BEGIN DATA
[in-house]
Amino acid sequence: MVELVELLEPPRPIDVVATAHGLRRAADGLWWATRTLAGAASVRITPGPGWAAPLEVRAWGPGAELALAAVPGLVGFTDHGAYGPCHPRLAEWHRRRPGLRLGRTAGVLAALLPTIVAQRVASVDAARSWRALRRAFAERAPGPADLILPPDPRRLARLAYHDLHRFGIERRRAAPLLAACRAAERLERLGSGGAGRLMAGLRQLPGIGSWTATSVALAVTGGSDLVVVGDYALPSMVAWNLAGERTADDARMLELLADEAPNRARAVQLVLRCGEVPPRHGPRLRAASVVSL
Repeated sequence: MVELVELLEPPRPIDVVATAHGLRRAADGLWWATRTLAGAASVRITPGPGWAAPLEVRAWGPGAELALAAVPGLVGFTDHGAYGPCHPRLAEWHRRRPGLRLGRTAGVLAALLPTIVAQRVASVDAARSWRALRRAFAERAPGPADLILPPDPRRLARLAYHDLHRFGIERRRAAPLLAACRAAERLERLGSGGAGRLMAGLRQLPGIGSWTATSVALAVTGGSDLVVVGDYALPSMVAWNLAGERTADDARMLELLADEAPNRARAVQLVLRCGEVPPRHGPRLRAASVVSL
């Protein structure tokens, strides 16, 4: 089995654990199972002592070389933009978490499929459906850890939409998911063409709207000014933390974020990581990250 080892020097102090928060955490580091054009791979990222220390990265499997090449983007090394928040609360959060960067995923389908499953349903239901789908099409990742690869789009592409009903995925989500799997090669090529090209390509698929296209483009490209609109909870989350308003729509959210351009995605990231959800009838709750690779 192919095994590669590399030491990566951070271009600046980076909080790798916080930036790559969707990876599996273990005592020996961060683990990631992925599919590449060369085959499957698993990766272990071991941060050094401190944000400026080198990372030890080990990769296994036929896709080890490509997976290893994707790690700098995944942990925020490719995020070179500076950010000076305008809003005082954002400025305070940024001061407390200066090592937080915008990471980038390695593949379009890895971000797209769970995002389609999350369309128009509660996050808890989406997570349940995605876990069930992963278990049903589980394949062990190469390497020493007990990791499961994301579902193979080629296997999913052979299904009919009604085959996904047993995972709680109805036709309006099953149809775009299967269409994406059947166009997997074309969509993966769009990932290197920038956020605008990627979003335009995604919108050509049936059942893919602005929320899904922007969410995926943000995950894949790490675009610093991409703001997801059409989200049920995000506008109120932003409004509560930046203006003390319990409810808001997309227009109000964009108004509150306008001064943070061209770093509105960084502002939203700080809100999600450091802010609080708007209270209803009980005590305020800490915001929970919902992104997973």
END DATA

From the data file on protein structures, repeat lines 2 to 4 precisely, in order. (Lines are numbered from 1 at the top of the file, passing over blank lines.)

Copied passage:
Amino acid sequence: MVELVELLEPPRPIDVVATAHGLRRAADGLWWATRTLAGAASVRITPGPGWAAPLEVRAWGPGAELALAAVPGLVGFTDHGAYGPCHPRLAEWHRRRPGLRLGRTAGVLAALLPTIVAQRVASVDAARSWRALRRAFAERAPGPADLILPPDPRRLARLAYHDLHRFGIERRRAAPLLAACRAAERLERLGSGGAGRLMAGLRQLPGIGSWTATSVALAVTGGSDLVVVGDYALPSMVAWNLAGERTADDARMLELLADEAPNRARAVQLVLRCGEVPPRHGPRLRAASVVSL
Repeated sequence: MVELVELLEPPRPIDVVATAHGLRRAADGLWWATRTLAGAASVRITPGPGWAAPLEVRAWGPGAELALAAVPGLVGFTDHGAYGPCHPRLAEWHRRRPGLRLGRTAGVLAALLPTIVAQRVASVDAARSWRALRRAFAERAPGPADLILPPDPRRLARLAYHDLHRFGIERRRAAPLLAACRAAERLERLGSGGAGRLMAGLRQLPGIGSWTATSVALAVTGGSDLVVVGDYALPSMVAWNLAGERTADDARMLELLADEAPNRARAVQLVLRCGEVPPRHGPRLRAASVVSL
């Protein structure tokens, strides 16, 4: 089995654990199972002592070389933009978490499929459906850890939409998911063409709207000014933390974020990581990250 080892020097102090928060955490580091054009791979990222220390990265499997090449983007090394928040609360959060960067995923389908499953349903239901789908099409990742690869789009592409009903995925989500799997090669090529090209390509698929296209483009490209609109909870989350308003729509959210351009995605990231959800009838709750690779 192919095994590669590399030491990566951070271009600046980076909080790798916080930036790559969707990876599996273990005592020996961060683990990631992925599919590449060369085959499957698993990766272990071991941060050094401190944000400026080198990372030890080990990769296994036929896709080890490509997976290893994707790690700098995944942990925020490719995020070179500076950010000076305008809003005082954002400025305070940024001061407390200066090592937080915008990471980038390695593949379009890895971000797209769970995002389609999350369309128009509660996050808890989406997570349940995605876990069930992963278990049903589980394949062990190469390497020493007990990791499961994301579902193979080629296997999913052979299904009919009604085959996904047993995972709680109805036709309006099953149809775009299967269409994406059947166009997997074309969509993966769009990932290197920038956020605008990627979003335009995604919108050509049936059942893919602005929320899904922007969410995926943000995950894949790490675009610093991409703001997801059409989200049920995000506008109120932003409004509560930046203006003390319990409810808001997309227009109000964009108004509150306008001064943070061209770093509105960084502002939203700080809100999600450091802010609080708007209270209803009980005590305020800490915001929970919902992104997973």